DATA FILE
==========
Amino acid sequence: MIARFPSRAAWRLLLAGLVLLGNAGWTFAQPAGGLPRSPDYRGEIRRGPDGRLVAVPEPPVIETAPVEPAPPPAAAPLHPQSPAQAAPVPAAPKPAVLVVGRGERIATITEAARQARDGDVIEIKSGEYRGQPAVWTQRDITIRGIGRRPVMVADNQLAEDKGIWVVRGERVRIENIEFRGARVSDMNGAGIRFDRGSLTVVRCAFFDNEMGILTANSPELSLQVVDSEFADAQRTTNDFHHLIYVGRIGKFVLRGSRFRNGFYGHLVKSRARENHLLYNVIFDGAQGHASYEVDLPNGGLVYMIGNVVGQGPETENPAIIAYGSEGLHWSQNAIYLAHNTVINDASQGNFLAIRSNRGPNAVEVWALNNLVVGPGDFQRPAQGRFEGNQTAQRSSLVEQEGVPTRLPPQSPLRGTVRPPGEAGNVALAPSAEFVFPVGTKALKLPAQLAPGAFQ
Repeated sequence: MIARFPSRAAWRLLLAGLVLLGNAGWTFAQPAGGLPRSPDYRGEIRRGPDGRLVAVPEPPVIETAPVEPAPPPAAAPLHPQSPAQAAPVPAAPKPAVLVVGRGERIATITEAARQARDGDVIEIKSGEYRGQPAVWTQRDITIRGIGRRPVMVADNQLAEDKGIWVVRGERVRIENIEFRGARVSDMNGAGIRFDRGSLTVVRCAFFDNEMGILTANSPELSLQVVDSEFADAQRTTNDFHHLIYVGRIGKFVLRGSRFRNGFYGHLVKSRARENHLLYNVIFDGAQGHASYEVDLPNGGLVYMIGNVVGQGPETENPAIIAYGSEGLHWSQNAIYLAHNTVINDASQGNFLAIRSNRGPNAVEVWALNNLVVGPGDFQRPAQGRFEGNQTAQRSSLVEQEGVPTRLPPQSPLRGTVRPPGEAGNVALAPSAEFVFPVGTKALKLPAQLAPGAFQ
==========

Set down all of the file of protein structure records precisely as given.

Amino acid sequence: MIARFPSRAAWRLLLAGLVLLGNAGWTFAQPAGGLPRSPDYRGEIRRGPDGRLVAVPEPPVIETAPVEPAPPPAAAPLHPQSPAQAAPVPAAPKPAVLVVGRGERIATITEAARQARDGDVIEIKSGEYRGQPAVWTQRDITIRGIGRRPVMVADNQLAEDKGIWVVRGERVRIENIEFRGARVSDMNGAGIRFDRGSLTVVRCAFFDNEMGILTANSPELSLQVVDSEFADAQRTTNDFHHLIYVGRIGKFVLRGSRFRNGFYGHLVKSRARENHLLYNVIFDGAQGHASYEVDLPNGGLVYMIGNVVGQGPETENPAIIAYGSEGLHWSQNAIYLAHNTVINDASQGNFLAIRSNRGPNAVEVWALNNLVVGPGDFQRPAQGRFEGNQTAQRSSLVEQEGVPTRLPPQSPLRGTVRPPGEAGNVALAPSAEFVFPVGTKALKLPAQLAPGAFQ
Repeated sequence: MIARFPSRAAWRLLLAGLVLLGNAGWTFAQPAGGLPRSPDYRGEIRRGPDGRLVAVPEPPVIETAPVEPAPPPAAAPLHPQSPAQAAPVPAAPKPAVLVVGRGERIATITEAARQARDGDVIEIKSGEYRGQPAVWTQRDITIRGIGRRPVMVADNQLAEDKGIWVVRGERVRIENIEFRGARVSDMNGAGIRFDRGSLTVVRCAFFDNEMGILTANSPELSLQVVDSEFADAQRTTNDFHHLIYVGRIGKFVLRGSRFRNGFYGHLVKSRARENHLLYNVIFDGAQGHASYEVDLPNGGLVYMIGNVVGQGPETENPAIIAYGSEGLHWSQNAIYLAHNTVINDASQGNFLAIRSNRGPNAVEVWALNNLVVGPGDFQRPAQGRFEGNQTAQRSSLVEQEGVPTRLPPQSPLRGTVRPPGEAGNVALAPSAEFVFPVGTKALKLPAQLAPGAFQ